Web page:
Tread Life
Driving at lower inflation pressure impacts the rate of tread wear on tires. This will cause tires to wear out earlier than necessary and decrease tread life. When a tire is underinflated, it puts more pressure on the shoulders of the tire and does not wear correctly. This analysis will attempt to quantify the impact of increased tread wear on consumer costs.
Based on data provided by Goodyear (see Docket No. NHTSA2000857226), the average tread life of tires is 45,000 miles and the average cost is $61 per tire (in 2001 dollars).
For Compliance Option 1
Assuming a direct measurement system, the TPMS warns the driver anytime a tire is 25 percent or more below the placard and the driver inflates all of the tires back to the placard levels, then we can estimate the impact on tread life using the following calculations.
Goodyear provided data estimating that the average tread wear dropped to 68 percent of the original tread wear if tire pressure dropped from 35 psi to 17 psi. Goodyear also assumed that this relationship was linear. Thus, for every 1 psi drop in inflation pressure, tread wear would decrease by 1.78 percent [(10068%)/(3517psi)]. These effects would take place over the lifetime of the tire. In other words, if the tire remained underinflated by 1 psi over its lifetime, the tread wear would decrease by 1.78 percent or about 800 miles (45,000*0.178).
Data from our tire pressure survey indicated that 1,575 out of 5,967 passenger car tires (26 percent) had at least one tire underinflated by 25 percent or more below the placard level. The average underinflation of the 4 tires for these vehicles was 6.8 psi. Based on our steady state assumptions discussed earlier, the average psi of the fleet under Compliance Option 1 would improve by 3.8 psi (placard pressure is 30 psi, steady state pressure under Compliance Option 1 is 27.0 psi, thus a 3.0 psi difference; 6.8 – 3.0 = 3.8 psi improvement). Thus, on average, passenger cars lose an estimated 3,040 miles (3.8 * 800 miles) of tread life for each tire due to the way they are currently underinflated that could be remedied under Compliance Option 1 if everyone filled all their tires back up to the placard pressure when they were notified by a TPMS. If we assume that 90 percent of the people actually inflate their tires properly, then on average 2,736 miles of tread life would be saved per tire.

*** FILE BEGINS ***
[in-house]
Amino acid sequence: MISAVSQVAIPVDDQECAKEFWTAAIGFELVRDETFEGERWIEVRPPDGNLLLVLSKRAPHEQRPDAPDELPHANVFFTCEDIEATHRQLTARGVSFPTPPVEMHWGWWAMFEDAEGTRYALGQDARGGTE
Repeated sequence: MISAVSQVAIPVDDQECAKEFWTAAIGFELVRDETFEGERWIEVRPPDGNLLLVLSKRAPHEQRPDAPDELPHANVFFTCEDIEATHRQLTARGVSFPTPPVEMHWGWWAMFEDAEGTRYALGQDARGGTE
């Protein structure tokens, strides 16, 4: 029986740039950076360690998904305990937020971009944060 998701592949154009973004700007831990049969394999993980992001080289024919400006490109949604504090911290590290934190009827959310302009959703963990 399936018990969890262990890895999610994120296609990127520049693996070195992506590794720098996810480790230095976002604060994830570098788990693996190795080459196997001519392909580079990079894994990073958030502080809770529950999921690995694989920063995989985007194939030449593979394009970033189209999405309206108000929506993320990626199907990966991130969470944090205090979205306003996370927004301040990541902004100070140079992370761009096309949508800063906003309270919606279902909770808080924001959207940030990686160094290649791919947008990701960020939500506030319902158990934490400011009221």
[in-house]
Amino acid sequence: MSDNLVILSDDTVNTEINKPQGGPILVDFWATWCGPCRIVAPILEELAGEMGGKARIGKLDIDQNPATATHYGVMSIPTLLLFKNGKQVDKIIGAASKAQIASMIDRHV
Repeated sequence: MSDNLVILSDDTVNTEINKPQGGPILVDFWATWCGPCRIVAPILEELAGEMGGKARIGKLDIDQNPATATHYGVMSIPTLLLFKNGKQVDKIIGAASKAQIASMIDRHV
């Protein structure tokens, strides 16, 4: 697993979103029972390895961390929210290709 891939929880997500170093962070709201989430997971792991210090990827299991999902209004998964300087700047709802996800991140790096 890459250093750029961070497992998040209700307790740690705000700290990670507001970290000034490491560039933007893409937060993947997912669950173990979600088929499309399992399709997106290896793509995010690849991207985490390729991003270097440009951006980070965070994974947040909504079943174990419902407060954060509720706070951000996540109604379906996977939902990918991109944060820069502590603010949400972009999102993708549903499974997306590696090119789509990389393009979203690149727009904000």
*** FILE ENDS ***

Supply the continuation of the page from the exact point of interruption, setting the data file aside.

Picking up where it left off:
If the average current lifetime of tires is 45,000 miles at current inflation levels, the average lifetime could be 47,736 miles with a TPMS. The agency estimates that the average lifetime per passenger car is 126,678 miles. Thus, currently the average car would have 3 sets of tires on their car over its lifetime (new, at 45,000 miles, and at 90,000 miles) and with TPMS the average car would have 3 sets of tires purchased (new, at 47,736 miles, and at 95,472 miles). The benefit to consumers is the delay in purchasing those tires and getting interest on that money at an assumed 3 percent or 7 percent rate of return. Using a midyear 3 percent and 7 percent interest rate and discount rate, the discounted present value of these delayed tire purchases is estimated to be $5.71 at a 3 percent discount rate and $10.23 at a 7 percent discount rate for those passenger cars that would be notified by a TPMS that they are underinflated. Since 26 percent would be notified, the present discounted benefits are $1.48 ($5.71 * 0.26) at a 3 percent discount rate, $2.66 ($10.23 * 0.26) at a 7 percent discount rate, and 711 miles (2,736 * 0.26) of tread life.